Letter From The Editor - Issue 69 - June 2019

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Issue 34
What the Sea Refuses
by Brian Dolton
by Christian K. Martinez
Portraits from the Shadow
by D. Thomas Minton
Three Seconds
by Jonas David
Oyster Beach
by Sophie Wereley
IGMS Audio
InterGalactic Medicine Show Interviews
At the Picture Show: Extended Cut
Blockbuster Viagra
by Chris Bellamy

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Oyster Beach
    by Sophie Wereley

Oyster Beach
Artwork by Scott Altmann

The day they found Joey Takamoto's body washed up on Oyster Beach, Yuan and I had been drinking up by the bridge to the mainland. We didn't know what was happening until the sirens went off.

"Someone died," Yuan said. Her beer slipped from her fingers and exploded in foam on the sand.

We started running, all clumsy arms and legs, toward the sound of the sirens. I had this feeling in my chest like I'd swallowed a fistful of smooth pebbles, and they were clogging up my throat and stomach.

We came around the bridge and I saw Mrs. Takamoto's car in the parking lot. That's when I knew it was him. Joey was dead.

Mrs. Takamoto held me and cried. Yuan covered her mouth with her hands. Her head swiveled back and forth. No, not again.

And the police didn't even say, "Have you girls been drinking?" They just took our shaking bodies and led us to the parking lot of Marsh Bro's Seafood, into the arms of parents and siblings and tourists who pointed from underneath their floppy hats. People without important faces patted my back and told me everything was going to be all right.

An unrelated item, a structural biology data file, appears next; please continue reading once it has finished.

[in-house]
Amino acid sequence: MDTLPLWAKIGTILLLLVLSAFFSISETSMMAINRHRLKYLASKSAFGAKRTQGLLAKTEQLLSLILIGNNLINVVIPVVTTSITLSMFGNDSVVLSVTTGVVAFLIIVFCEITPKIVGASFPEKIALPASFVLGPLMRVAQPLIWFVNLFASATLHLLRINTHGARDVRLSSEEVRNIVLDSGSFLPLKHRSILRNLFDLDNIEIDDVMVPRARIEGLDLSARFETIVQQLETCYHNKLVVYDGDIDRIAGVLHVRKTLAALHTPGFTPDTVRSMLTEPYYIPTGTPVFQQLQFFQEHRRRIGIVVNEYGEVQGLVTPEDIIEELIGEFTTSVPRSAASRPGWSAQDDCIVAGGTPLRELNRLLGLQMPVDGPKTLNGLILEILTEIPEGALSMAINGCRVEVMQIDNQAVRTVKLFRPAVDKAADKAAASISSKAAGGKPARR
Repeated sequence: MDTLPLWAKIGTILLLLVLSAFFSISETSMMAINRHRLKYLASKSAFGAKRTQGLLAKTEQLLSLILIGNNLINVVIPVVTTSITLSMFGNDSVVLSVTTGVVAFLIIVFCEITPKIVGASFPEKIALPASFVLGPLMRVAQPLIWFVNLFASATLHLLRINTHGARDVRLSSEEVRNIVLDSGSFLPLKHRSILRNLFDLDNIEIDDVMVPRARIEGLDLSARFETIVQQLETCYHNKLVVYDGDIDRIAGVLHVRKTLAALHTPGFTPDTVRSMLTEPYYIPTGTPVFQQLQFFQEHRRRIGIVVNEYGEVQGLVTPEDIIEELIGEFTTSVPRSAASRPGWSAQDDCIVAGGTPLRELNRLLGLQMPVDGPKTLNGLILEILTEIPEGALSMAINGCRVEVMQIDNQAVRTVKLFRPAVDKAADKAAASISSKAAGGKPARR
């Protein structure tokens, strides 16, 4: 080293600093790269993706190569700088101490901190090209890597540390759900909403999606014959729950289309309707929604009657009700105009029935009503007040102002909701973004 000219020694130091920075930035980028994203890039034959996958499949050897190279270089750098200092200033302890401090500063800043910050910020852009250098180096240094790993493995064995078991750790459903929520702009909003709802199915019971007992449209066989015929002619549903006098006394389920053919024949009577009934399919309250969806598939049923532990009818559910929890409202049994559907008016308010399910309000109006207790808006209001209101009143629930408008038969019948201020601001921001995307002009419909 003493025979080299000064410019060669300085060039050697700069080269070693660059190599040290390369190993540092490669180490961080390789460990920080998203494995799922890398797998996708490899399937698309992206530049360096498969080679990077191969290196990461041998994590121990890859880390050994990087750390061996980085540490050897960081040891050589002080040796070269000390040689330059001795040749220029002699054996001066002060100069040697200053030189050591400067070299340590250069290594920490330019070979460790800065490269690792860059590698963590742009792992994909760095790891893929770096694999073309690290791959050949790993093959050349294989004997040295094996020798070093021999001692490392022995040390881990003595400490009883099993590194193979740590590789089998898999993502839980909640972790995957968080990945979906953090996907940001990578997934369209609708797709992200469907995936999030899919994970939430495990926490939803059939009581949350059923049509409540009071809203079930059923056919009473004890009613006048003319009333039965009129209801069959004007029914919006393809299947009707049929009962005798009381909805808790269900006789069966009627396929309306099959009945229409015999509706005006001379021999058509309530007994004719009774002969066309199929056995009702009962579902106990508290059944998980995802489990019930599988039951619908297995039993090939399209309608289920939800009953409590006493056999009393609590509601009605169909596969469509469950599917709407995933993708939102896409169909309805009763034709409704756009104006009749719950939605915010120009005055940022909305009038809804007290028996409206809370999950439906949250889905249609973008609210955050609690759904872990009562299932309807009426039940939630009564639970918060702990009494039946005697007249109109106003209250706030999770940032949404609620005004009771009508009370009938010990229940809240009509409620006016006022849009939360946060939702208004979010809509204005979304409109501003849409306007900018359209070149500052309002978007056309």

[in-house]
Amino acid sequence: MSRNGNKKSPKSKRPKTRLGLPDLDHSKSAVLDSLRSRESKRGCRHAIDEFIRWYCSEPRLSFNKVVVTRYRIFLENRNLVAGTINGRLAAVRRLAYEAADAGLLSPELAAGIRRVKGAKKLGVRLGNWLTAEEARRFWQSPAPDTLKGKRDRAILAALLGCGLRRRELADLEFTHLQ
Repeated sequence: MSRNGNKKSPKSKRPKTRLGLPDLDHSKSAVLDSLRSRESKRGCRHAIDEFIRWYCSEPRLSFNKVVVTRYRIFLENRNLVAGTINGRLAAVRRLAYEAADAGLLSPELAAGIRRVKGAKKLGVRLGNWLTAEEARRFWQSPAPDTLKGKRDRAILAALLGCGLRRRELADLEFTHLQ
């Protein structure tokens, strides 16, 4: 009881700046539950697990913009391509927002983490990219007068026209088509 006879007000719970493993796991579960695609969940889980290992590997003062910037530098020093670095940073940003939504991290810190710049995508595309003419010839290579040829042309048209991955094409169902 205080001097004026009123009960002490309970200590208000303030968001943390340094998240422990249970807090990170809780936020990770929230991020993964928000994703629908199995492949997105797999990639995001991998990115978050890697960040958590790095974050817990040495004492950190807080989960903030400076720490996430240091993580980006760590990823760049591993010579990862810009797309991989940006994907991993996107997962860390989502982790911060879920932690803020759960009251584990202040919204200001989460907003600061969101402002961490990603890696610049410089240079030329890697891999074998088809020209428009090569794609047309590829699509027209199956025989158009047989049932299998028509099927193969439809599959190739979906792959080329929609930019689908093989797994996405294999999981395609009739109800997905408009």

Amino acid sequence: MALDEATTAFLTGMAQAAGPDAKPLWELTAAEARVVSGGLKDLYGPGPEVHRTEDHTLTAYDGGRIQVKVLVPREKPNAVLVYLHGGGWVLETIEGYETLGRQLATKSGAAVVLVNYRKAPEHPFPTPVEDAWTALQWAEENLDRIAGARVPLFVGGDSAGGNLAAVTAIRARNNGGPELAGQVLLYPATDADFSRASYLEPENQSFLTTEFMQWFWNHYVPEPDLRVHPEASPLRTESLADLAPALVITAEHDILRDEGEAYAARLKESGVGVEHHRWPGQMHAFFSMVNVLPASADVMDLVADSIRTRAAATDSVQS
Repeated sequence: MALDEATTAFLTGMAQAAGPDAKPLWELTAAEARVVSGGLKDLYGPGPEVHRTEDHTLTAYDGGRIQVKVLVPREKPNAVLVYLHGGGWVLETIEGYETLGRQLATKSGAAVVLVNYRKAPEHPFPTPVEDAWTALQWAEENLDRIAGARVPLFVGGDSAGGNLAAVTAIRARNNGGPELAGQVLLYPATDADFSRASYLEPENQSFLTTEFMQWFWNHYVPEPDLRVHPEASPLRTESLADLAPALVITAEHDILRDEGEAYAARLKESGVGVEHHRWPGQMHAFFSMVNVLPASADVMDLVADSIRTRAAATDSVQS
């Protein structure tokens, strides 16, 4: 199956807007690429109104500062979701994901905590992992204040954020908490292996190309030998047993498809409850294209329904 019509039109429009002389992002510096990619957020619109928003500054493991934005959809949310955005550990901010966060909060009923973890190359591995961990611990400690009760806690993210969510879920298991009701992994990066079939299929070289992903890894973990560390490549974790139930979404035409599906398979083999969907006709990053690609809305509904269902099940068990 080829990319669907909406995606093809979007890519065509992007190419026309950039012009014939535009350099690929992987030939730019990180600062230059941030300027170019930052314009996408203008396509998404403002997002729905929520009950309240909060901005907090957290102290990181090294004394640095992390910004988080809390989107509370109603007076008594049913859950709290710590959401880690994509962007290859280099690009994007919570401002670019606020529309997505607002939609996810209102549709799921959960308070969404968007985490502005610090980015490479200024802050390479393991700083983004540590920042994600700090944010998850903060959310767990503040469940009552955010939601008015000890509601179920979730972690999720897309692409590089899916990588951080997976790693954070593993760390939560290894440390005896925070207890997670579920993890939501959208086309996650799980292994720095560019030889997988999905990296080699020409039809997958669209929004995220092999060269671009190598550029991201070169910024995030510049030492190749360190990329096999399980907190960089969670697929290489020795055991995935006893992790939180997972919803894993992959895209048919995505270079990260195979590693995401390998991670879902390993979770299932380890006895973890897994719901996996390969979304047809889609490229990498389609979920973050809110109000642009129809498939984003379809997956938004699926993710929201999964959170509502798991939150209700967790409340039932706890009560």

It was the two of us, drunk in a sea of liars.

Two weeks after they found the body, Joey's brother Jordin came back from the University of Virginia with a secondhand revolver in his luggage. He bought a motorboat and fifteen yards of trammel net, which he weighed down along the edges with copper washers. He went out on the water every day. Even though there were lots of stories about what happened to Joey, Jordin had already made up his mind.

"He thinks Joey got killed by the mermaid," I said.

"He's also an idiot," Yuan said. We watched him from the kitchen window. Marsh Bro's Seafood backed up onto Oyster Beach - the little blue crab statue on the roof sometimes looked like it was scuttling out of the water, if you came at it from the right angle - and we'd been watching him boat up and down the channel between the island and mainland for hours.

"Jordin's going to get himself killed out there, too," she said.

"Yeah," I said.

"He's not going to find it."

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